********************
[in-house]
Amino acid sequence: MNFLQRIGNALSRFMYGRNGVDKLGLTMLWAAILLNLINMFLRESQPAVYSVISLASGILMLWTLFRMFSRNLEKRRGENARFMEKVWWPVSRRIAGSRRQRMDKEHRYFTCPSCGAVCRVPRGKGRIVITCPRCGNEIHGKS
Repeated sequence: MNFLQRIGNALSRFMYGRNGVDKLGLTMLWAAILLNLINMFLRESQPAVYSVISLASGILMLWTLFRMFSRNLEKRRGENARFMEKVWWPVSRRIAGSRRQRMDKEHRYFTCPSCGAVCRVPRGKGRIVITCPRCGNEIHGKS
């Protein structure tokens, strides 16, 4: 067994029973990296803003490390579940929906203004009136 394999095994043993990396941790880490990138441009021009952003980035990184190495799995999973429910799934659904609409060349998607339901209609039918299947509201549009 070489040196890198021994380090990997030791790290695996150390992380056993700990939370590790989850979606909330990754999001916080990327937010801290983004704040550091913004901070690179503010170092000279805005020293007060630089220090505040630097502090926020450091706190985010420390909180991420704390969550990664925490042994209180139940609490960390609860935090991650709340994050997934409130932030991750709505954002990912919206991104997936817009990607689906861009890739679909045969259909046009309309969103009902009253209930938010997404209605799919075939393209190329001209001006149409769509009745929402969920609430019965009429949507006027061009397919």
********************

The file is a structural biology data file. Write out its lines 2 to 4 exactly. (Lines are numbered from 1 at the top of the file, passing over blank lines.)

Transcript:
Amino acid sequence: MNFLQRIGNALSRFMYGRNGVDKLGLTMLWAAILLNLINMFLRESQPAVYSVISLASGILMLWTLFRMFSRNLEKRRGENARFMEKVWWPVSRRIAGSRRQRMDKEHRYFTCPSCGAVCRVPRGKGRIVITCPRCGNEIHGKS
Repeated sequence: MNFLQRIGNALSRFMYGRNGVDKLGLTMLWAAILLNLINMFLRESQPAVYSVISLASGILMLWTLFRMFSRNLEKRRGENARFMEKVWWPVSRRIAGSRRQRMDKEHRYFTCPSCGAVCRVPRGKGRIVITCPRCGNEIHGKS
């Protein structure tokens, strides 16, 4: 067994029973990296803003490390579940929906203004009136 394999095994043993990396941790880490990138441009021009952003980035990184190495799995999973429910799934659904609409060349998607339901209609039918299947509201549009 070489040196890198021994380090990997030791790290695996150390992380056993700990939370590790989850979606909330990754999001916080990327937010801290983004704040550091913004901070690179503010170092000279805005020293007060630089220090505040630097502090926020450091706190985010420390909180991420704390969550990664925490042994209180139940609490960390609860935090991650709340994050997934409130932030991750709505954002990912919206991104997936817009990607689906861009890739679909045969259909046009309309969103009902009253209930938010997404209605799919075939393209190329001209001006149409769509009745929402969920609430019965009429949507006027061009397919």